Newsround: what Wednesday's papers say

May signs historic Brexit letter and Garda Commissioner under siege

29th March, 2017
Wednesday's papers

The top stories in Wednesday's newspapers:


- Theresa May will promise to represent the interests of everyone in the UK, including European Union nationals, as she starts two years of formal talks to take Britain out of the EU. She will address the House of Commons later today after she notifies European Council president Donald Tusk of Britain's intention to leave the bloc.

- A review of all data held by An Garda Síochána is being considered as some ministers in government believe trust in the force has been "shattered" by the recording of one million breath tests that never happened.

- Local authorities are to spend €226 million on major infrastructure projects to make privately-owned sites ready for large housing developments. Half the money will be spent in Dublin with substantial sums also allocated to the commuter counties of Meath, Louth and Kildare.

- In its business and property supplement, the paper reports that first-time buyers looking to benefit from looser mortgage lending rules and the government's help-to-buy scheme have driven the 42 per cent growth in the number of people who obtained mortgage approval in the year to February.


- The FT also leads with Brexit, reporting that Theresa May last night signed the historic letter that begins Britain's exit from the EU amid new signs that the prime minister is willing to compromise to prevent the UK's 44-year relationship with Europe ending in acrimony.

- Donald Trump vowed during the campaign to hire the "best people" once he became US president but he lags badly behind his predecessor Barack Obama in making nominations for top political appointments.

- The FT's Big Read focuses on carmakers, reporting that as rivals look to a future where electric vehicles lead the way, Toyota believes it has found an alternative. If it is wrong, its is not just the carmaker that will be under pressure, the report says.

- In its Companies & Markets section, the paper says that overseas companies that invest in the UK issued a flurry of warnings yesterday about the threat Brexit poses to their businesses, signalling their growing concern as the UK launches the formal process of leaving the EU.


- The paper leads with the Garda crisis, reporting that Commissioner Nóirín O'Sullivan's position is coming under siege as an independent probe is ordered into the fake breath tests and penalty points scandal and the Dáil heard repeated calls for her to step down following the latest controversy to hit the force.

- A small number of legal firms are responsible for a huge number of personal injuries actions, the Law Society has been warned, amid fears that an unusually high number of spurious claims are clustered around a small number of towns where certain legal firms are based, the paper says.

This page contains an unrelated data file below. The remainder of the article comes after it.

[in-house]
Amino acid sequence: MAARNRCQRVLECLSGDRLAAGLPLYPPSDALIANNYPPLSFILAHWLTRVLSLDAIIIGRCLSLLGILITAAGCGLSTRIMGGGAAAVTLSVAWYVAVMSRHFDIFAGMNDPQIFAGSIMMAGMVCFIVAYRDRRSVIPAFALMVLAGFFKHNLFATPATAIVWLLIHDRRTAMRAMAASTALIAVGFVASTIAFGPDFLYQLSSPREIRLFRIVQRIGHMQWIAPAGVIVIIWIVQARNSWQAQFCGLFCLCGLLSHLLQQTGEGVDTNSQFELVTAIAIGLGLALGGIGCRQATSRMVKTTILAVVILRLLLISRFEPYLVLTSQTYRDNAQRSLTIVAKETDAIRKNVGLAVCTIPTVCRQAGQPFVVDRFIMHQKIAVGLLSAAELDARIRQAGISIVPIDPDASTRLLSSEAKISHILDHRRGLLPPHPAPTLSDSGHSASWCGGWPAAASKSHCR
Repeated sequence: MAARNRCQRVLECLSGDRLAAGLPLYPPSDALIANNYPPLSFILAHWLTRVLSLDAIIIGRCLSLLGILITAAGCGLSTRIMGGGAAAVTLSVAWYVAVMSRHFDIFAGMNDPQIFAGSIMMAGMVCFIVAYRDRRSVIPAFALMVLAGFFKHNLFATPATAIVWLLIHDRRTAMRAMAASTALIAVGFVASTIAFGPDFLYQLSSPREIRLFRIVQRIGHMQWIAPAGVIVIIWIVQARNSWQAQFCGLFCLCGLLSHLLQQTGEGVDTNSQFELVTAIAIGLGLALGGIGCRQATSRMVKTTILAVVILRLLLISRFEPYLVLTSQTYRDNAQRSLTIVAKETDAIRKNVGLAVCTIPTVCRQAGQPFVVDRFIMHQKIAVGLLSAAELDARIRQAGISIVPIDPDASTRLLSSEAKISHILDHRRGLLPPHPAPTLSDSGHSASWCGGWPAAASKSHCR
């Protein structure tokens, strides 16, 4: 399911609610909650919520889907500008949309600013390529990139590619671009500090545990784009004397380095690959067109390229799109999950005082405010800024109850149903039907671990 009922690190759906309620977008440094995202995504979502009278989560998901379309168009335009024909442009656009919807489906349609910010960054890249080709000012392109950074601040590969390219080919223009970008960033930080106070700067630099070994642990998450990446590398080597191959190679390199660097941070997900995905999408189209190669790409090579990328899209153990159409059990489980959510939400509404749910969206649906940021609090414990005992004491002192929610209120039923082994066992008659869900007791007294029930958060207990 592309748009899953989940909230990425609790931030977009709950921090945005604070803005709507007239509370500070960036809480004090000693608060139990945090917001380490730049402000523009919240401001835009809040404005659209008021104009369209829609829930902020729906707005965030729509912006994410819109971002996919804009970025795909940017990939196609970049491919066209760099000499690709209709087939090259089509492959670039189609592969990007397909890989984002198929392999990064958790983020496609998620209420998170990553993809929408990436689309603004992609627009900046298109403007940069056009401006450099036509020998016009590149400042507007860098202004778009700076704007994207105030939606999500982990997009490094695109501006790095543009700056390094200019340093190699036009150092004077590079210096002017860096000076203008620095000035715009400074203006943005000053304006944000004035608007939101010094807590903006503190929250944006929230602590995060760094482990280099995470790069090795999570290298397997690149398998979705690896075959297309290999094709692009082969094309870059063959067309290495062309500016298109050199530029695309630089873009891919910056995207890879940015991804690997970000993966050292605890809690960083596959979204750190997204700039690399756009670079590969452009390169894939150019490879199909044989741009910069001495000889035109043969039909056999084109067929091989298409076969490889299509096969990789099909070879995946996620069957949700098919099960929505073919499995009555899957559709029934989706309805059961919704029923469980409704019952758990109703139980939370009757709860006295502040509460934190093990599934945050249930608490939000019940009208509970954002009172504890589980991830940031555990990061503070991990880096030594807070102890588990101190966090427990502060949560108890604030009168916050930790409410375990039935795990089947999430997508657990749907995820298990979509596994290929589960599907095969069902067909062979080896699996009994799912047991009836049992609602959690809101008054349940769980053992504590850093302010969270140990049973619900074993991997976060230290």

- A tougher stance taken by the Central Bank has been blamed for companies not relocating here in the wake of Brexit. Insurance giant Lloyd's of London is expected to pick Brussels or Luxembourg over early favourite Dublin for its European base today, informed sources have said.

- Tesco, Britain's biggest retailer, has agreed to pay £214 million in fines and compensation for investors to settle a probe over a 2014 accounting fraud that sparked the biggest crisis in its near-100 year history. It will also pay a £129 million fine after an agreement with Britain's Serious Fraud Office.


- The paper reports that Tánaiste Frances Fitzgerald has become embroiled in the Garda breath test "cover-up" as both she and Commissioner Nóirín O'Sullivan faced calls to resign their positions in the Dáil.

- The proposed merger between Charleville and Clonmel credit unions has been shelved, the paper says, reporting that the two credit unions issued a joint statement yesterday saying they had failed to reach agreement on "the finer details of a post-merged entity".

- The co-founder of one of Ireland's most successful outsourcing companies, Voxpro, has confirmed they pulled a multi-million dollar, 500-job investment form a US state because of its controversial "bathroom bill". The law, introduced in North Carolina last year, mandates that transgender people use the bathrooms matching the biological sex on their birth certificates.

- BEenergy, which is part of Northern Irish company Budget Energy, has entered the Irish electricity market with its 'Freedom' electricity plan, bringing greater choice of supply for electricity consumers. The company offers no discount rates but has the lowest standard unit rate and standing charge on the market.

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